When she decided to employ cult cleaning guru Marie Kondo’s life changing method of decluttering her home in 2016, Koh Lay Chin was a little apprehensive.

After all, the process needed to be done in one hit (one category at a time, beginning with clothes) and Koh and her husband, Anh Nguyen, had their hands full with their toddler, who was a year and a half at the time. Were they being too ambitious?

Like Koh, millions tried out Kondo’s KonMari method of decluttering, popularised through her 2011 best-selling book, The Life-Changing Magic of Tidying Up.

It’s enjoying a resurgence in interest since Kondo’s show premiered in January.

But Koh really wanted to clear her clutter, both in her home and in her mind.

Koh got into the KonMarie method of tidying in 2016, at a time when she was trying to grapple with some major changes in her life.

“At the time, I had a lot of clutter in my head and, as I think many mums can relate, it was reflected in our home.

“I’d also recently watched a documentary called The True Cost which looks at consumerism and what happens to fashion waste … we think that we can give away our old clothes and that’ll be of use to someone else but the truth is only a small portion of it gets reused. The rest is waste and it gets shipped to third-world countries. It was just shocking and all of that was playing in my mind. Along with my own consumer habits and the amount of nappies I was using … what was I doing?

“So when I read Marie Kondo’s book, it made sense. Of course, I had my cynical moments and wondered if I could just take use elements of the method and adapt it a little,” shares Koh.

But Koh and her husband decided against taking shortcuts and decided to commit fully to the KonMari way.

“We decided to be true to the book. And so, starting with our clothes, we took everything out,” she says.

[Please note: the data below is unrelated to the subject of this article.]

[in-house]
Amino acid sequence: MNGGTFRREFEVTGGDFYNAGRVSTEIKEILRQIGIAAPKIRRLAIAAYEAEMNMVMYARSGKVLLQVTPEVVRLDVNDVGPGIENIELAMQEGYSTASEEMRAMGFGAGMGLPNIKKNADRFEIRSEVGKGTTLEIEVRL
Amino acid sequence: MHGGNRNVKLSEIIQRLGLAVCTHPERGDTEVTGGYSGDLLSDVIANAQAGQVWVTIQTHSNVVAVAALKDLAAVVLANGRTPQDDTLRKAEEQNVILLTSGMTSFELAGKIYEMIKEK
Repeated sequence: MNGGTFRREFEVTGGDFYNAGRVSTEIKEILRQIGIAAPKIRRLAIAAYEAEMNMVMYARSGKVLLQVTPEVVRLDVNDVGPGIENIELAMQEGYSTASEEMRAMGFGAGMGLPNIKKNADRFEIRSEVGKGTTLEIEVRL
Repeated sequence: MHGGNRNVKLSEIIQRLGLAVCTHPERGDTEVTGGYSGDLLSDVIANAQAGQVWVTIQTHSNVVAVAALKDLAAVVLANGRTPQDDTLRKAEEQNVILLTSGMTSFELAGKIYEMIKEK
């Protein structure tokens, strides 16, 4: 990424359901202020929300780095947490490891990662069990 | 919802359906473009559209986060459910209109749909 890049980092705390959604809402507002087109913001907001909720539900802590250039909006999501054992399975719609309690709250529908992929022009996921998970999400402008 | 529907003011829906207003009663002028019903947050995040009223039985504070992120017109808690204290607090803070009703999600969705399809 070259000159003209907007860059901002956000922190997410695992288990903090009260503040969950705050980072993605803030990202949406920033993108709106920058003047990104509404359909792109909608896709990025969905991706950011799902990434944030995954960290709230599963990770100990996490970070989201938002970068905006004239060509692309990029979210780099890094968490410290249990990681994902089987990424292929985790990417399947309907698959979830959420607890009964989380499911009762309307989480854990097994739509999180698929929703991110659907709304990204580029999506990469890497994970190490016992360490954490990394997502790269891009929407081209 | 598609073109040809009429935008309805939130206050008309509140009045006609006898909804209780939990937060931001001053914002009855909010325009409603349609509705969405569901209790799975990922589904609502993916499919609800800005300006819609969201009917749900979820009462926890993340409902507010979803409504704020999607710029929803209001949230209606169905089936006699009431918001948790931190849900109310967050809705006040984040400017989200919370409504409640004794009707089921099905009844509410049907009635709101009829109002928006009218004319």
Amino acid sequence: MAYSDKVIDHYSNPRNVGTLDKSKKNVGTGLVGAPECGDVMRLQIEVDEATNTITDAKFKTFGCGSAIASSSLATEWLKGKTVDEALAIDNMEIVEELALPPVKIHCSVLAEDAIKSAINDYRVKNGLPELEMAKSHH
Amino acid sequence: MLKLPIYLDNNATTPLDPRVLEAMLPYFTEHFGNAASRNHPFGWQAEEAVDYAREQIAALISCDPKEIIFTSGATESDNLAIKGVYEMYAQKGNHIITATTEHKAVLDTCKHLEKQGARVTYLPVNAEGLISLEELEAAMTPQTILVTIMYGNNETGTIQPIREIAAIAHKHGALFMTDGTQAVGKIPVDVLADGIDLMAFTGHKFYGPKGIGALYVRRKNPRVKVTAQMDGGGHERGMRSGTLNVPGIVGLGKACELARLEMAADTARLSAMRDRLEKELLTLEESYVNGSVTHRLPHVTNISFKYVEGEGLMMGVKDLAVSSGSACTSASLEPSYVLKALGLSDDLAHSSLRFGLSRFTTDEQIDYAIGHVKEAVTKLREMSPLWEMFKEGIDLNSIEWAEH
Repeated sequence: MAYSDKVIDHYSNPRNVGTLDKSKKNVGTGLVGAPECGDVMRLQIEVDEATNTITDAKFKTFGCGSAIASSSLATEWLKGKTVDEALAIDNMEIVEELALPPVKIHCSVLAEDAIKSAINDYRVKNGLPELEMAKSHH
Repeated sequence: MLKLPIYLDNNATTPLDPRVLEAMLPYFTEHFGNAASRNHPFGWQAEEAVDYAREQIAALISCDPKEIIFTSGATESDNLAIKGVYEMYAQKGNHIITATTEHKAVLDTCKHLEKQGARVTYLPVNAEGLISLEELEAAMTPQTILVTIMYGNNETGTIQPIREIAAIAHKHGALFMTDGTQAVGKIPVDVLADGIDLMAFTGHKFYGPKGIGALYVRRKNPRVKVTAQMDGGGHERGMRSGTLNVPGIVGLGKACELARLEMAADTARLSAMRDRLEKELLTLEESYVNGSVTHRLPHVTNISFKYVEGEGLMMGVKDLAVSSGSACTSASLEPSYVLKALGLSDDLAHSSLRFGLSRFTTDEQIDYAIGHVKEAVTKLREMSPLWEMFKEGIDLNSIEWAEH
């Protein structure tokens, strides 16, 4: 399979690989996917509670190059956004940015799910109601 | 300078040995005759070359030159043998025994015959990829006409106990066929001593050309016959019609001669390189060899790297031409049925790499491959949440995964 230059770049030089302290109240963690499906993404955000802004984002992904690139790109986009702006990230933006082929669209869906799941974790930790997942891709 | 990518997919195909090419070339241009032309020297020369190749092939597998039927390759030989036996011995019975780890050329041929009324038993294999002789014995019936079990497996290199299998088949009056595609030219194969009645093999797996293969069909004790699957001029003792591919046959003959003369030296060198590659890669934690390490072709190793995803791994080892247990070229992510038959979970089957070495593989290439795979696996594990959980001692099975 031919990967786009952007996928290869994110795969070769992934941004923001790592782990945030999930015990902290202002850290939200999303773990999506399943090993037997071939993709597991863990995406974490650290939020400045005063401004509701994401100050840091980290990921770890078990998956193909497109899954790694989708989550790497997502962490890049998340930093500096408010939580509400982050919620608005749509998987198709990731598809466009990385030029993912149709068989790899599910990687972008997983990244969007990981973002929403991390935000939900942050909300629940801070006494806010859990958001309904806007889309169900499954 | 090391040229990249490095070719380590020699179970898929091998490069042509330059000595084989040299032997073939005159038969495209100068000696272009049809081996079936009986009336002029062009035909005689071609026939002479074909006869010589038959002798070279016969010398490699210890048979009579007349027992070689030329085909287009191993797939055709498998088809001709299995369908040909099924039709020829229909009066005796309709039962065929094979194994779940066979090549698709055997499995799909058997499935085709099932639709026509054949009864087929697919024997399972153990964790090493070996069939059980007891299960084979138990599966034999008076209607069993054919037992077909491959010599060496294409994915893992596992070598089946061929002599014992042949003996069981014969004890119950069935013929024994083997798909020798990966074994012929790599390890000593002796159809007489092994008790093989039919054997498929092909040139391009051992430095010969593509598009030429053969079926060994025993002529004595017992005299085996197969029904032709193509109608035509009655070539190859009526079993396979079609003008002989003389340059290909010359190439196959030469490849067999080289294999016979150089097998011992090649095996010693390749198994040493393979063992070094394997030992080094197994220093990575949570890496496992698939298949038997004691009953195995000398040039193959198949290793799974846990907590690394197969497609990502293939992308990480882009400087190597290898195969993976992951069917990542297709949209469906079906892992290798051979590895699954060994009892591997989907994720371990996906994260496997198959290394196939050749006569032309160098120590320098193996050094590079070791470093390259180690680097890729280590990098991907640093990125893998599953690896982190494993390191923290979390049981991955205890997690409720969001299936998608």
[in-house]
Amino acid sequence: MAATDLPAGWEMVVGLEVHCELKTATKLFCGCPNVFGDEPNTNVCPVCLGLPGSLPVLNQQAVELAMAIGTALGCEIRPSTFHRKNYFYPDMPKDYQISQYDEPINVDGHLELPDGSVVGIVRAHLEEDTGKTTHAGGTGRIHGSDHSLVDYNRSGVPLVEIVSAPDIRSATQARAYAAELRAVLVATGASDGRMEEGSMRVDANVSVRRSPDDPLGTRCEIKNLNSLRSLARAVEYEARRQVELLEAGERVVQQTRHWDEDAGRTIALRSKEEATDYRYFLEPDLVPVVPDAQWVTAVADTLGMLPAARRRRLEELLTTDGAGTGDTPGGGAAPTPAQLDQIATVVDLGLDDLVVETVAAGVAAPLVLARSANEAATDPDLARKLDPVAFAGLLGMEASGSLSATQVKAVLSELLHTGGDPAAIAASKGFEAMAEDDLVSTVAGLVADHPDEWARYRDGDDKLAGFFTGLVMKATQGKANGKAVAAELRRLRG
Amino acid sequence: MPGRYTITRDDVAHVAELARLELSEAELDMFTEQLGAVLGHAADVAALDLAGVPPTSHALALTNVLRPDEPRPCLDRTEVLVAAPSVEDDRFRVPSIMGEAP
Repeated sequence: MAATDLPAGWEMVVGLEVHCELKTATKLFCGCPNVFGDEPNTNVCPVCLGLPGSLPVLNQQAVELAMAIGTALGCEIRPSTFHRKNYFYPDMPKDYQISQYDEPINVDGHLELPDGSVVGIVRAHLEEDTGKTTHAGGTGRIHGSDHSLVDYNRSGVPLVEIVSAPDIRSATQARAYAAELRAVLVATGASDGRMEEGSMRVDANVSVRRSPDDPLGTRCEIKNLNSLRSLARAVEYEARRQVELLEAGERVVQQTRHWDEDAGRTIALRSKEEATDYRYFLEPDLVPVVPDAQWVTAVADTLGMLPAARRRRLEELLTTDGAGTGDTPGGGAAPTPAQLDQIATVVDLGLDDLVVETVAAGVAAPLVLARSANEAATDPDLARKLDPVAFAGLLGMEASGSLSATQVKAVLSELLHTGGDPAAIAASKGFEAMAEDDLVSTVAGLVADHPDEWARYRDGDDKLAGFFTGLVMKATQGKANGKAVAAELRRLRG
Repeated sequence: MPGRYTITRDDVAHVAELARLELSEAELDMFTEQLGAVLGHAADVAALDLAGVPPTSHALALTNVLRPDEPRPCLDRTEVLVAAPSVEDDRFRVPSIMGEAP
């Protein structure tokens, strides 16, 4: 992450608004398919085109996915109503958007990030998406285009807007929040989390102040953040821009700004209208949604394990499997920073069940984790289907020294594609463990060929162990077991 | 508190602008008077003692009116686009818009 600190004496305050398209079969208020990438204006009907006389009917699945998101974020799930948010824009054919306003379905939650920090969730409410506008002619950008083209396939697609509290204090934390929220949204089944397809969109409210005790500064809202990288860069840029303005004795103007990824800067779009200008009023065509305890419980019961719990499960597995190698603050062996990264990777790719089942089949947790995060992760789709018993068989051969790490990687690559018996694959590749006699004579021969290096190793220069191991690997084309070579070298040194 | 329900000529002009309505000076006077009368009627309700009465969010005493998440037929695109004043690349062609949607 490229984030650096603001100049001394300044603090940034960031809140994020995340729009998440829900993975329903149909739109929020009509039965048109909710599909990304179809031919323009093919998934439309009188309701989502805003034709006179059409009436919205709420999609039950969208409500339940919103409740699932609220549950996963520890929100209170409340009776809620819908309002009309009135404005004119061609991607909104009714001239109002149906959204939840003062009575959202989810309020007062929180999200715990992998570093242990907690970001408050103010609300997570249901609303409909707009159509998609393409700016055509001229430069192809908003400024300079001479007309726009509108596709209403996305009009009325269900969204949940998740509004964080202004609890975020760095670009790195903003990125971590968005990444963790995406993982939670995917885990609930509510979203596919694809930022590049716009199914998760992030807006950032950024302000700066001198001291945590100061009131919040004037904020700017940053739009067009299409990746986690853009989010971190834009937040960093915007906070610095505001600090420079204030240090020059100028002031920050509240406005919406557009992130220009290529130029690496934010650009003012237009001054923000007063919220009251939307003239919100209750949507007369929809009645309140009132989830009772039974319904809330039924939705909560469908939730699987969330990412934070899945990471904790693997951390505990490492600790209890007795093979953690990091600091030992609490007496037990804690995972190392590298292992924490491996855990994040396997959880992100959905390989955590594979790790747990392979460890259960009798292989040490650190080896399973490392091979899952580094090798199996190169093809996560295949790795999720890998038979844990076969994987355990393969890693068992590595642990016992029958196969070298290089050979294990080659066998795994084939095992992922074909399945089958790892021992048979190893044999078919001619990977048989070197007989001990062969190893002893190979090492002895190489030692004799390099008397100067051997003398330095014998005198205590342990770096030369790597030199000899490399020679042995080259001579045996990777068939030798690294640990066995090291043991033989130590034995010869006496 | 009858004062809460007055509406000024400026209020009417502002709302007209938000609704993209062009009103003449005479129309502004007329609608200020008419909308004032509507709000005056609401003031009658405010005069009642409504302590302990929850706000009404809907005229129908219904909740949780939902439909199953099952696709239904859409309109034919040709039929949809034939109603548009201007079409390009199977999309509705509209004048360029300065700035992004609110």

The process was revelatory. It took a long while – more than a year – but taking everything out and laying them out in one place made them see just how much things they had accumulated.

“It was wonderful to be able to do it together and it became a little competition even. Of course, my husband went through his stuff quicker because he has so much less things.

“But it gave us a lot of clarity. We were able to see the junk we had accumulated in our lives as well as the things that were really precious to us. And the wastage,” says Koh, who is the editor-in-chief of parenting site makchic.com.

The method, she says, also decluttered the mess in her head.

Sorting through their things made Koh confront her habits and has made her more mindful about shopping – for food, clothes, toys and everything else.

“Seeing the wasted, rotting food in the fridge …that really hit me. I mean nobody sets out to waste food … when we go shopping we have the best of intentions to cook this and that. But we end up not having time and there is just so much wasted, rotting food and it felt really terrible to see it,” she shares.

Staying true to Kondo’s method, Koh and Nguyen started their Kon Marie adventure with this mountain of clothes in the middle of their room.

Once they’d completed the process, their home was decluttered and everything, as Kondo promised, had a prescribed place. Koh also found that she had more peace of mind.

But more than just decluttering, they changed their habits. To avoid food wastage, they drew out meal plans. They’d cook a couple of days a week and save the leftovers for other days.

“It didn’t always work but we were eating better and that made us feel better as parents too. We were also ordering in less, which reduced the plastic waste. I’m not a super mum who’s an environmentalist or anything but like all mums, we want to do our best. The KonMari method helped me reset … it gave me a step by step way to sort through my mess,” explains Koh.

She also refrained from shopping for a whole year – not the essentials, of course, but from everything else.

“It made me realise that it’s a mental challenge. Often, we buy things to make us feel better but what if we don’t need to?” shares Koh.

Three years on and Koh is happy to report that though her home may not be as tidy as it was after the clean-up – she has two little boys running around, after all – “everything has it’s place”.

“There are a couple of drawers with miscellaneous things in them but we know what to do. And we still fold our clothes the KonMari way, which really works especially for children’s clothing,” she says.